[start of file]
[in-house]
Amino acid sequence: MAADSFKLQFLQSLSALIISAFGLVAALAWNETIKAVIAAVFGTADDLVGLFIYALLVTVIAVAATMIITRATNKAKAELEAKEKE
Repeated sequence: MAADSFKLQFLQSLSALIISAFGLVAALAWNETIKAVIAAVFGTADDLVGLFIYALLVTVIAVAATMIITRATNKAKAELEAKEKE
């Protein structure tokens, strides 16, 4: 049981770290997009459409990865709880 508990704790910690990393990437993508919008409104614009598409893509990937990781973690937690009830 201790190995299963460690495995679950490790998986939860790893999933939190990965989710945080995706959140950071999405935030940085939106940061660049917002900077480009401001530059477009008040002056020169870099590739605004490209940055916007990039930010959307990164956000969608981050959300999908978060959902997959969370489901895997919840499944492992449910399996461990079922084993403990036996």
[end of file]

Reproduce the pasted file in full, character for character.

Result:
[in-house]
Amino acid sequence: MAADSFKLQFLQSLSALIISAFGLVAALAWNETIKAVIAAVFGTADDLVGLFIYALLVTVIAVAATMIITRATNKAKAELEAKEKE
Repeated sequence: MAADSFKLQFLQSLSALIISAFGLVAALAWNETIKAVIAAVFGTADDLVGLFIYALLVTVIAVAATMIITRATNKAKAELEAKEKE
């Protein structure tokens, strides 16, 4: 049981770290997009459409990865709880 508990704790910690990393990437993508919008409104614009598409893509990937990781973690937690009830 201790190995299963460690495995679950490790998986939860790893999933939190990965989710945080995706959140950071999405935030940085939106940061660049917002900077480009401001530059477009008040002056020169870099590739605004490209940055916007990039930010959307990164956000969608981050959300999908978060959902997959969370489901895997919840499944492992449910399996461990079922084993403990036996």